42. 42. How does the masticatory system function when one TMJ is damaged? • Under normal circumstances, when one bites on the left molar, the right (contralateral or balancing side) TMJ bears more load than the left (ipsilateral or working side) • If right side TMJ is injured, one way to reduce loading it would be to selectively increase left masseter activity Doing so produces greater loading of the left, uninjured TMJ • In contrast, when biting on the right (ipsilateral or working side), alteration of the muscle activity ratio is not necessary because the normal left-side joint carries the greater load
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  44. 44. How does the masticatory system function when both TMJs are damaged? • Bite force for bilateral fracture patients is reduced • Narrower chewing cycles, with significantly lower adductor muscle activity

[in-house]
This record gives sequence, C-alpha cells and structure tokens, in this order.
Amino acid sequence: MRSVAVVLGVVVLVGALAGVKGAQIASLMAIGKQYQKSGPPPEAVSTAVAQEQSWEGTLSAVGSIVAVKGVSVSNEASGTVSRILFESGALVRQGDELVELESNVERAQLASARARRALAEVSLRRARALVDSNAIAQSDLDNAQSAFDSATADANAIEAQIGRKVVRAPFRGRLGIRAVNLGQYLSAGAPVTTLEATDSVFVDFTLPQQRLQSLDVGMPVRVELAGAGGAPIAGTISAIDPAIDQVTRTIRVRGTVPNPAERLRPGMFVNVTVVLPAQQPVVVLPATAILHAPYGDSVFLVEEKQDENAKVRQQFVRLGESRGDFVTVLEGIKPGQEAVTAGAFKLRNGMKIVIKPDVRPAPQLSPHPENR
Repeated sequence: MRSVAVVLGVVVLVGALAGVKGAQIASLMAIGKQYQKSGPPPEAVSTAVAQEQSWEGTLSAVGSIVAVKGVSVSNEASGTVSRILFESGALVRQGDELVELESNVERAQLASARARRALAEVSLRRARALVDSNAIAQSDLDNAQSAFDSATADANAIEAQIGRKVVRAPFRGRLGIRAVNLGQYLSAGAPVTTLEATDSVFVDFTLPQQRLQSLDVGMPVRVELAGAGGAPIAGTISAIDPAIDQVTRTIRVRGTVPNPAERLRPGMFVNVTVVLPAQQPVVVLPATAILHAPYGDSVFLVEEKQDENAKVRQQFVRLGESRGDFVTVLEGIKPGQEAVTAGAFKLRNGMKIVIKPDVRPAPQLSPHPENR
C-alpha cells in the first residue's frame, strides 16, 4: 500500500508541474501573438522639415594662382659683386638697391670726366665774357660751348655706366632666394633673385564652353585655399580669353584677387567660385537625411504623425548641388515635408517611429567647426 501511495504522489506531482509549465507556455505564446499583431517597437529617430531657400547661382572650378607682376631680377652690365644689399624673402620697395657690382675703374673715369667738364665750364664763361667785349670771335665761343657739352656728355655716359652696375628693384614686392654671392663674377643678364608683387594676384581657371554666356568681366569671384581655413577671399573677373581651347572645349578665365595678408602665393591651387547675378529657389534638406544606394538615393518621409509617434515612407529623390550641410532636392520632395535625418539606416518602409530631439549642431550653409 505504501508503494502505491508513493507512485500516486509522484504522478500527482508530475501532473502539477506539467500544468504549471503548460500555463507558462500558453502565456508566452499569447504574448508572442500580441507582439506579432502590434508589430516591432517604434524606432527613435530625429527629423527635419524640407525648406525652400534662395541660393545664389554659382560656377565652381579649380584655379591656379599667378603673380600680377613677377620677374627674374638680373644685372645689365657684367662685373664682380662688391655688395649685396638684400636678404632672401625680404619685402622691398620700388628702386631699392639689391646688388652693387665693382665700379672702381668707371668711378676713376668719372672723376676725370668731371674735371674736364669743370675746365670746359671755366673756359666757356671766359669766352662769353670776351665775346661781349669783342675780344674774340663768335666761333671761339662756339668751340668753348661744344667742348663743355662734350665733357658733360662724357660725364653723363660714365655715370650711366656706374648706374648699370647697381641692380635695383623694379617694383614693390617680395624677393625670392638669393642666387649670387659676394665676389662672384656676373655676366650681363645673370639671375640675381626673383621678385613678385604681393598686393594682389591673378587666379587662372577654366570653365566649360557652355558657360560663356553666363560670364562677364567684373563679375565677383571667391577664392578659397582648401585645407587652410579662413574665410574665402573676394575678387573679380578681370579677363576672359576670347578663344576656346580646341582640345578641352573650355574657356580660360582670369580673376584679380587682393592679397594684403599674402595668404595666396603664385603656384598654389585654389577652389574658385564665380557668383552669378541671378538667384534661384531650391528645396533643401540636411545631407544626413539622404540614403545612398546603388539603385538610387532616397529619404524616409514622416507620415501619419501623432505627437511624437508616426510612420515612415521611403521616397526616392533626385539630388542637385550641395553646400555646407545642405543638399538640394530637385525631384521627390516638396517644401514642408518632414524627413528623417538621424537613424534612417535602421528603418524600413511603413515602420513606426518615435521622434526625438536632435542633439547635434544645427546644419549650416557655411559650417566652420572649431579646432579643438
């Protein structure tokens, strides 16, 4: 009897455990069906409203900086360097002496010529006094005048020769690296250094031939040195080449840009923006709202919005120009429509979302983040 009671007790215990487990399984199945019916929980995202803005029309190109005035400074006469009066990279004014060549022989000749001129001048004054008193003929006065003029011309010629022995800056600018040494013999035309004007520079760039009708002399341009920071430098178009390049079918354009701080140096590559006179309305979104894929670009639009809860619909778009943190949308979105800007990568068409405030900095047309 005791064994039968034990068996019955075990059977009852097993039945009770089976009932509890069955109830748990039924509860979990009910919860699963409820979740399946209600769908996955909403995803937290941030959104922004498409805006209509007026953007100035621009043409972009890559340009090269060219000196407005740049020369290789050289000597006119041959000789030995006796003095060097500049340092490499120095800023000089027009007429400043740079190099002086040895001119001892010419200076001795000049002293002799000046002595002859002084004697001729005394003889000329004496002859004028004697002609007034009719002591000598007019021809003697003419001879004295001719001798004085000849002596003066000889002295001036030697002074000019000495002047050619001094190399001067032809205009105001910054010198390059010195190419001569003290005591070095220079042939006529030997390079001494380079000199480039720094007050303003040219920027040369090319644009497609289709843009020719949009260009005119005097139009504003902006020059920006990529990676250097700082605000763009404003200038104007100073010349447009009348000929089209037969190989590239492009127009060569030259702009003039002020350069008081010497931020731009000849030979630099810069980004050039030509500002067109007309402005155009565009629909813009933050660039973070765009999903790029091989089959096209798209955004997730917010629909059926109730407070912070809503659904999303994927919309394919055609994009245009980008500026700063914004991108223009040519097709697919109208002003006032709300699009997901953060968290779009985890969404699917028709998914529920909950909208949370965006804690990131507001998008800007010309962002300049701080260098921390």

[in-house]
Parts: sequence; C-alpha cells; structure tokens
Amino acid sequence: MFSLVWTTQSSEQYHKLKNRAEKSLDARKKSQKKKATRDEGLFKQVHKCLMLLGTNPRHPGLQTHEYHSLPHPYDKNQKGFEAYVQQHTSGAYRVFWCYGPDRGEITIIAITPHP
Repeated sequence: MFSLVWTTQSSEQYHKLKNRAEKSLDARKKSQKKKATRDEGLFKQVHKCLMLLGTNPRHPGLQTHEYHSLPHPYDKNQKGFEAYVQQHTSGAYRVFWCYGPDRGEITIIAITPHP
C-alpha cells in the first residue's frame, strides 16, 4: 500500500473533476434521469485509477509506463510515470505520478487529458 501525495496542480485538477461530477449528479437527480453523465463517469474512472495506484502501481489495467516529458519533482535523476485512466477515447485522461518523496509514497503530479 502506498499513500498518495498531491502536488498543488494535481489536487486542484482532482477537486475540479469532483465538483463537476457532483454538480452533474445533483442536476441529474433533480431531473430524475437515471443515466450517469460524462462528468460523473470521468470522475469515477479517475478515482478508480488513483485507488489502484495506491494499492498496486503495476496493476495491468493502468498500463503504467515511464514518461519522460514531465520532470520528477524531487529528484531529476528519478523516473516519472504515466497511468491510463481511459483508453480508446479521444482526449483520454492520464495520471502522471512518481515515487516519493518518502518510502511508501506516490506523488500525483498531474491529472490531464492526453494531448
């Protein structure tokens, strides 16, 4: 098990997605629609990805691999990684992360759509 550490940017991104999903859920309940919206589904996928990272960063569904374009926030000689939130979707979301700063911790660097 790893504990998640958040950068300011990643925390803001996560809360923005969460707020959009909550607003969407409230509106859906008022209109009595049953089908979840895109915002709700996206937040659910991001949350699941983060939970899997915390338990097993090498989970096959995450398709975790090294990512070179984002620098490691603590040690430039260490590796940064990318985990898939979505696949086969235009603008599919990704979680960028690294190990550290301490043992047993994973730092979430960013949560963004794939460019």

45. 45. In summary, is a temporomandibular articulation necessary/advantageous? • Yes! For the masticatory system to function efficiently and maximally, a craniomandibular articulation is necessary. Whether or not this must be in the form of a ginglymoarthrodial joint or whether a simple hinge joint is adequate is unclear. It is also unclear whether open treatment would provide a more effective temporomandibular articulation than closed treatment.
  46. 46. Conservative Management